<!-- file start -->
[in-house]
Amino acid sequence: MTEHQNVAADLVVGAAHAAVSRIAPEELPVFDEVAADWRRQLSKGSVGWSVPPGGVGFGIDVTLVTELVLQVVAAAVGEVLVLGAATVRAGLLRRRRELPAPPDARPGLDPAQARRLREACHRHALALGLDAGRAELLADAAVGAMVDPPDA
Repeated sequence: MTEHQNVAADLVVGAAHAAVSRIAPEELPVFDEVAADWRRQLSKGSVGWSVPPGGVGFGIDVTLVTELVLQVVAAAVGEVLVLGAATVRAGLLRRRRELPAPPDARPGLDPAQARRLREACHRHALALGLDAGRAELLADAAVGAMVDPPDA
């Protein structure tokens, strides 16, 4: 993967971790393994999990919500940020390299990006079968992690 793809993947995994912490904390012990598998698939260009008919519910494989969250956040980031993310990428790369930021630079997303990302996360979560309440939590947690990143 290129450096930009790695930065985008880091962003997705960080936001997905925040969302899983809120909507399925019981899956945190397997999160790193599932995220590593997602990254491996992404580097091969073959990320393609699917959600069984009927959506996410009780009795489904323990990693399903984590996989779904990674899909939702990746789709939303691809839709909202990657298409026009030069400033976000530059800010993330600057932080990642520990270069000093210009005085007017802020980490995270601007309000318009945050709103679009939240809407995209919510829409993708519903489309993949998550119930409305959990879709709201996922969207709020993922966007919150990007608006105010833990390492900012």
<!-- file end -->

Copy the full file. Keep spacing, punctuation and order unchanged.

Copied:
[in-house]
Amino acid sequence: MTEHQNVAADLVVGAAHAAVSRIAPEELPVFDEVAADWRRQLSKGSVGWSVPPGGVGFGIDVTLVTELVLQVVAAAVGEVLVLGAATVRAGLLRRRRELPAPPDARPGLDPAQARRLREACHRHALALGLDAGRAELLADAAVGAMVDPPDA
Repeated sequence: MTEHQNVAADLVVGAAHAAVSRIAPEELPVFDEVAADWRRQLSKGSVGWSVPPGGVGFGIDVTLVTELVLQVVAAAVGEVLVLGAATVRAGLLRRRRELPAPPDARPGLDPAQARRLREACHRHALALGLDAGRAELLADAAVGAMVDPPDA
């Protein structure tokens, strides 16, 4: 993967971790393994999990919500940020390299990006079968992690 793809993947995994912490904390012990598998698939260009008919519910494989969250956040980031993310990428790369930021630079997303990302996360979560309440939590947690990143 290129450096930009790695930065985008880091962003997705960080936001997905925040969302899983809120909507399925019981899956945190397997999160790193599932995220590593997602990254491996992404580097091969073959990320393609699917959600069984009927959506996410009780009795489904323990990693399903984590996989779904990674899909939702990746789709939303691809839709909202990657298409026009030069400033976000530059800010993330600057932080990642520990270069000093210009005085007017802020980490995270601007309000318009945050709103679009939240809407995209919510829409993708519903489309993949998550119930409305959990879709709201996922969207709020993922966007919150990007608006105010833990390492900012």